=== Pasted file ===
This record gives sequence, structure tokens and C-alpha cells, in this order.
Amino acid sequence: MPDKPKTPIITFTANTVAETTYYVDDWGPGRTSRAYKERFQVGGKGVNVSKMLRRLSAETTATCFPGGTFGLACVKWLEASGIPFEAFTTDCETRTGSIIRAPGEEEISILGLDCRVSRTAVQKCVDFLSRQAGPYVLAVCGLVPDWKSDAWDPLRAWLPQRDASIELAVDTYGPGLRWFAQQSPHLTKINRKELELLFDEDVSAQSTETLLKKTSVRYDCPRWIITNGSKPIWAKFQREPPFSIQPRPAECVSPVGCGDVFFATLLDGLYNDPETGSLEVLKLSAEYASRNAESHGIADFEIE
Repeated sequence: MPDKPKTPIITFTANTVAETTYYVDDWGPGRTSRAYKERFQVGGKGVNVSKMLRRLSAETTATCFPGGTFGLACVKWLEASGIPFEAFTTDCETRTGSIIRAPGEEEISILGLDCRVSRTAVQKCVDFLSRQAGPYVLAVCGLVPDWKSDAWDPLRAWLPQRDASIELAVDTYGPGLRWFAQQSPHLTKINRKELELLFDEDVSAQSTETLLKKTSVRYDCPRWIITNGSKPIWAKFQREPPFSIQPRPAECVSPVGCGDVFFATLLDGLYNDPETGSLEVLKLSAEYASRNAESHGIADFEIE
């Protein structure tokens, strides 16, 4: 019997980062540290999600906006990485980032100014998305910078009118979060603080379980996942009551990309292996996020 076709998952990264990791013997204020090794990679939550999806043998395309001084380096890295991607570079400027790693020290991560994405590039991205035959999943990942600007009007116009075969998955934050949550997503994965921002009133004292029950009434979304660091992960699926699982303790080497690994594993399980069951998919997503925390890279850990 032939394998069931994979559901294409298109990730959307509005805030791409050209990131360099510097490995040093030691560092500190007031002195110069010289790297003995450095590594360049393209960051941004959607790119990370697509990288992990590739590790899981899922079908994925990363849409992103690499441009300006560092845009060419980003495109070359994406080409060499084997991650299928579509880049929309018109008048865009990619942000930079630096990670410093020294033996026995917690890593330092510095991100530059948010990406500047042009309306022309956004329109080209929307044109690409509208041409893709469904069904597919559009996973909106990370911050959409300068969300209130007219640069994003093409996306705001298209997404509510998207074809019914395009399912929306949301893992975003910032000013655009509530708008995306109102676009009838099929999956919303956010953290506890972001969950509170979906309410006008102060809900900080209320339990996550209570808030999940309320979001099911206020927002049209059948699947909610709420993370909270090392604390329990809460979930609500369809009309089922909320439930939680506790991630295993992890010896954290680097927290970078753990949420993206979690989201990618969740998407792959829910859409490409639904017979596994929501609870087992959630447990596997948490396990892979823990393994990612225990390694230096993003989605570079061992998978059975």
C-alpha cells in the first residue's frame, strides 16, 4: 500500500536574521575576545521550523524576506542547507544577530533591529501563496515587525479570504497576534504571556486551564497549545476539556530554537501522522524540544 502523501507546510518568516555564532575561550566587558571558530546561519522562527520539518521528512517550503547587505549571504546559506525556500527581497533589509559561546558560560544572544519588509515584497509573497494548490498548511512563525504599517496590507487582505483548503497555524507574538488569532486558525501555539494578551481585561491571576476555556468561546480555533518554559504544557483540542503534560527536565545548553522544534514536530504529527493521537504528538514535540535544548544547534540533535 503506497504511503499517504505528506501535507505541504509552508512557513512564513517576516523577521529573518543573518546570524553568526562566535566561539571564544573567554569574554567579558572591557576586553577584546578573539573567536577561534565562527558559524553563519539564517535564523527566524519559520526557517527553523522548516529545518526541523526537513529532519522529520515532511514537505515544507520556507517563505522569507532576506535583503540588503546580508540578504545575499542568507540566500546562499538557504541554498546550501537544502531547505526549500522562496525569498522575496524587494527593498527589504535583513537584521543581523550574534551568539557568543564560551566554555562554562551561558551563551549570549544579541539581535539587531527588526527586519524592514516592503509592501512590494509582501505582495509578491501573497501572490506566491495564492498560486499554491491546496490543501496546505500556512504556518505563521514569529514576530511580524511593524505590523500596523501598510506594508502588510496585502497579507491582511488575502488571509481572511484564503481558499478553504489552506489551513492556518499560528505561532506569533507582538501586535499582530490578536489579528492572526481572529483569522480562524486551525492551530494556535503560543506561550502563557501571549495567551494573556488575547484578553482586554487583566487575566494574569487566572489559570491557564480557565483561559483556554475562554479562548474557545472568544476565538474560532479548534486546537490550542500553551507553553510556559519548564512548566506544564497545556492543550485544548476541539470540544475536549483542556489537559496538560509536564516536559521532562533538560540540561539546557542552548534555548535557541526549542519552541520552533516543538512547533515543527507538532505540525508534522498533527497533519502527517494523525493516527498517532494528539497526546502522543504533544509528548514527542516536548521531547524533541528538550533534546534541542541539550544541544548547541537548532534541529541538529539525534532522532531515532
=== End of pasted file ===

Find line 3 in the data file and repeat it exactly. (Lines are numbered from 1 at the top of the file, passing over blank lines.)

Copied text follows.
Repeated sequence: MPDKPKTPIITFTANTVAETTYYVDDWGPGRTSRAYKERFQVGGKGVNVSKMLRRLSAETTATCFPGGTFGLACVKWLEASGIPFEAFTTDCETRTGSIIRAPGEEEISILGLDCRVSRTAVQKCVDFLSRQAGPYVLAVCGLVPDWKSDAWDPLRAWLPQRDASIELAVDTYGPGLRWFAQQSPHLTKINRKELELLFDEDVSAQSTETLLKKTSVRYDCPRWIITNGSKPIWAKFQREPPFSIQPRPAECVSPVGCGDVFFATLLDGLYNDPETGSLEVLKLSAEYASRNAESHGIADFEIE